Okay, um, hmmmmm, well--I definitely liked this, but it wasn't what I'd expected, and yet what it accomplished in a spare 120-ish pages seemed worthy, often witty, sometimes dreamlike, usually challenging. At times it was an essayistic novel; at other times, more like a prose poem, with hints of a few running narratives, the deep (and occasionally shallow) context of its counterfactual fable.
It is decidedly NOT a shrill what-if recentering the world on the "first continent," not mere political screed -- yet its humanist political passion is often (frustratingly, for this reader) explicit. Its counterfactual contextualization usually serves as rich complicated suggestive challenge to readers, a goad which invites us to interrogate the discourses of Africa and "the West" which seem so natural and historically necessary. At times it casually reframes some recognizable sign or icon in this world, with great wit (e.g., that "little pimp" Jacques Derrida has a cameo), with a welcome and sometimes less-welcome silliness (Ikea turns up as Nka furniture in many homes; on the other hand, Haagen Dazs is now Hadji Dass).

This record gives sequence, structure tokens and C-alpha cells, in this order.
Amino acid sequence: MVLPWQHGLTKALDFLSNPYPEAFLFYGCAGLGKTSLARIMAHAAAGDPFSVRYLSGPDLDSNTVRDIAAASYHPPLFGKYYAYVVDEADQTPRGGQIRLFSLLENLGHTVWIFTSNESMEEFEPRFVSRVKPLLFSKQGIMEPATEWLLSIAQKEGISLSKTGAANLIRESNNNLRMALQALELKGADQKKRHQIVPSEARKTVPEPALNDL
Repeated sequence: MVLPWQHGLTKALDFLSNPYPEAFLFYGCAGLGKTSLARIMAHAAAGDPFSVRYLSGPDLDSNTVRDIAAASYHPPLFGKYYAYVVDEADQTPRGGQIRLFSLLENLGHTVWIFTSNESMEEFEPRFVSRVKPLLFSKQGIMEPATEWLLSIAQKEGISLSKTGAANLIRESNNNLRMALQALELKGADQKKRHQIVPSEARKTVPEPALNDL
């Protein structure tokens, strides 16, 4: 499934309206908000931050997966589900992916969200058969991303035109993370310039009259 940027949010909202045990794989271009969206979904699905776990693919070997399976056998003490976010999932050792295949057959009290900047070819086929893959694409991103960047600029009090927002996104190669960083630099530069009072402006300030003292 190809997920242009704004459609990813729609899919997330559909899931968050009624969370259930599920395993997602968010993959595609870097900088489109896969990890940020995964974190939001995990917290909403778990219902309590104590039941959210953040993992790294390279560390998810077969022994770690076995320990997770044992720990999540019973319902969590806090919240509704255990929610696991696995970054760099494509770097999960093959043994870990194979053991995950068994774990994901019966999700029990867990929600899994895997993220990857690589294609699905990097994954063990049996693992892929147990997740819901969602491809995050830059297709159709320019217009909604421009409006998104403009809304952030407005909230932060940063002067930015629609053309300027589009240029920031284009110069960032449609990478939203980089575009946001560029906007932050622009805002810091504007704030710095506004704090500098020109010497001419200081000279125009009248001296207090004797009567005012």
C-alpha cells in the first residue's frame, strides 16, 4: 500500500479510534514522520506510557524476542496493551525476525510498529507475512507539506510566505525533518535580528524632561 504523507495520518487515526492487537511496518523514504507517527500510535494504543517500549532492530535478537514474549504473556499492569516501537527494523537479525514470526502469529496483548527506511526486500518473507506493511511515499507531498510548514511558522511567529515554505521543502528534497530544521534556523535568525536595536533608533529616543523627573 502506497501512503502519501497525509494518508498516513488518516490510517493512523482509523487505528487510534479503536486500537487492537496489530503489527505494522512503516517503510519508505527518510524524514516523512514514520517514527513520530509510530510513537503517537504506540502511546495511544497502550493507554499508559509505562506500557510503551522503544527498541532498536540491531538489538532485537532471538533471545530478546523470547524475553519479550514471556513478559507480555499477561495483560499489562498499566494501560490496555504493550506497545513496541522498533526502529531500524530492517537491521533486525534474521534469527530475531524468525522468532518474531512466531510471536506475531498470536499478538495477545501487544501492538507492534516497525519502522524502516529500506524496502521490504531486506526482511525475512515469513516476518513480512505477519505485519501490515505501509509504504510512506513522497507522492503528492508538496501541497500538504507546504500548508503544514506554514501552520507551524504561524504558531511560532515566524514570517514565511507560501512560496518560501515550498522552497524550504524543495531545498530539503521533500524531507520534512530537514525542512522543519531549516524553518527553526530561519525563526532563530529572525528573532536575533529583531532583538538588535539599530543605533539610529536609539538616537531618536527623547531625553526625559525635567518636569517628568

I'd complain more about such heavyhandedness if the novel didn't resist the realist form or focus of many novels. We follow a central story of exiled Malaika, a Norman brought up and acculturated in Asmara, as she becomes an artist, returns home. Sort of follow: Waberi's narration slips into the second-person around her story, slips away from her story as often into noodlings, imagistic doodling about different places.
I appreciated it, and found it smart, constantly teasing my conceptions of what a novel is... but I can't say I loved it. Ironically, its aesthetic experimentation didn't gibe neatly with its social and political concerns, and I ended appreciating the collage but not the cohesion.